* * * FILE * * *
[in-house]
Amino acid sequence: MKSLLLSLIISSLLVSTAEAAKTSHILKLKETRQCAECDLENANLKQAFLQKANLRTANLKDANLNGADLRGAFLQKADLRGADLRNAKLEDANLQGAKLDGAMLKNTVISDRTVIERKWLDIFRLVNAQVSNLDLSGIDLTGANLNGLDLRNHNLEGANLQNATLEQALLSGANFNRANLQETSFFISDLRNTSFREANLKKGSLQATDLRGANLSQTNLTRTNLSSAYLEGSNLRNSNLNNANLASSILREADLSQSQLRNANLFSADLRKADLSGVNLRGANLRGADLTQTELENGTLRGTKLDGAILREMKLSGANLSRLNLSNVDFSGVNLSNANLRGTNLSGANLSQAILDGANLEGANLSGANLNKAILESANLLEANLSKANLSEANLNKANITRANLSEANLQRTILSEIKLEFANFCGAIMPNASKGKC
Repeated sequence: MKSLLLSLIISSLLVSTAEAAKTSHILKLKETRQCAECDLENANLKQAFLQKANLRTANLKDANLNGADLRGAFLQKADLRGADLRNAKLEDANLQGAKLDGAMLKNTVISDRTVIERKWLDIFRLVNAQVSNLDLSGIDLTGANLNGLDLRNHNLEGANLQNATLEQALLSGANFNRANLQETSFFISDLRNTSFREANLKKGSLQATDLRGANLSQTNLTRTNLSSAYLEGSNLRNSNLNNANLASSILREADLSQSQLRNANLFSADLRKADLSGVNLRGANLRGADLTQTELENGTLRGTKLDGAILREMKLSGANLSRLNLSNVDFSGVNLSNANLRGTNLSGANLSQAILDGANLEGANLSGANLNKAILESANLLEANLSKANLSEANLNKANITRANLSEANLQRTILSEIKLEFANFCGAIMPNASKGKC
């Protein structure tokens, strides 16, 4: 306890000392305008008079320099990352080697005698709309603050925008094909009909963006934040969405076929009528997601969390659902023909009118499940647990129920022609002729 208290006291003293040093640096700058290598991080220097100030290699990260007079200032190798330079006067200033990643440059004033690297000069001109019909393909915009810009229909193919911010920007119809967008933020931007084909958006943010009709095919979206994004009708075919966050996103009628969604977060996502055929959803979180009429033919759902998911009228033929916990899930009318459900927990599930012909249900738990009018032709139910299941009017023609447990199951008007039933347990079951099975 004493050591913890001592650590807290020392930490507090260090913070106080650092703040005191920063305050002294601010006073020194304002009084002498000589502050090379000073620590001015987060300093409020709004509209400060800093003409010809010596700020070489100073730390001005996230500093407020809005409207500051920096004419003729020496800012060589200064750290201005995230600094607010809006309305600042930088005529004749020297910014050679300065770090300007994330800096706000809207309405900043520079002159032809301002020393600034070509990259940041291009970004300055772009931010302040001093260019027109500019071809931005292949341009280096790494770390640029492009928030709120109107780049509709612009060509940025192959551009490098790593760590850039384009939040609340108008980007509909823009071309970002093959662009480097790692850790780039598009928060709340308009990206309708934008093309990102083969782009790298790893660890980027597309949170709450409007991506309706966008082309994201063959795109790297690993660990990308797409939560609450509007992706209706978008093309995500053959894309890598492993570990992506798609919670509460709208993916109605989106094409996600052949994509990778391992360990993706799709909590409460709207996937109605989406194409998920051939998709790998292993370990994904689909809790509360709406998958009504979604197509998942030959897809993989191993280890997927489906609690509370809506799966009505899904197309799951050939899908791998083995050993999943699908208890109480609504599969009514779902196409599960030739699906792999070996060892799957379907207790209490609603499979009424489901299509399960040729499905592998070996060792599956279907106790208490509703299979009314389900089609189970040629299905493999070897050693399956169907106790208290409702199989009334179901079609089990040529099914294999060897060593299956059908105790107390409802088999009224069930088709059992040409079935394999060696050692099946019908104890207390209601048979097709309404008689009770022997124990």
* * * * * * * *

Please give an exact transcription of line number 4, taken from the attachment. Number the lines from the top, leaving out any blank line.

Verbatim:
């Protein structure tokens, strides 16, 4: 306890000392305008008079320099990352080697005698709309603050925008094909009909963006934040969405076929009528997601969390659902023909009118499940647990129920022609002729 208290006291003293040093640096700058290598991080220097100030290699990260007079200032190798330079006067200033990643440059004033690297000069001109019909393909915009810009229909193919911010920007119809967008933020931007084909958006943010009709095919979206994004009708075919966050996103009628969604977060996502055929959803979180009429033919759902998911009228033929916990899930009318459900927990599930012909249900738990009018032709139910299941009017023609447990199951008007039933347990079951099975 004493050591913890001592650590807290020392930490507090260090913070106080650092703040005191920063305050002294601010006073020194304002009084002498000589502050090379000073620590001015987060300093409020709004509209400060800093003409010809010596700020070489100073730390001005996230500093407020809005409207500051920096004419003729020496800012060589200064750290201005995230600094607010809006309305600042930088005529004749020297910014050679300065770090300007994330800096706000809207309405900043520079002159032809301002020393600034070509990259940041291009970004300055772009931010302040001093260019027109500019071809931005292949341009280096790494770390640029492009928030709120109107780049509709612009060509940025192959551009490098790593760590850039384009939040609340108008980007509909823009071309970002093959662009480097790692850790780039598009928060709340308009990206309708934008093309990102083969782009790298790893660890980027597309949170709450409007991506309706966008082309994201063959795109790297690993660990990308797409939560609450509007992706209706978008093309995500053959894309890598492993570990992506798609919670509460709208993916109605989106094409996600052949994509990778391992360990993706799709909590409460709207996937109605989406194409998920051939998709790998292993370990994904689909809790509360709406998958009504979604197509998942030959897809993989191993280890997927489906609690509370809506799966009505899904197309799951050939899908791998083995050993999943699908208890109480609504599969009514779902196409599960030739699906792999070996060892799957379907207790209490609603499979009424489901299509399960040729499905592998070996060792599956279907106790208490509703299979009314389900089609189970040629299905493999070897050693399956169907106790208290409702199989009334179901079609089990040529099914294999060897060593299956059908105790107390409802088999009224069930088709059992040409079935394999060696050692099946019908104890207390209601048979097709309404008689009770022997124990």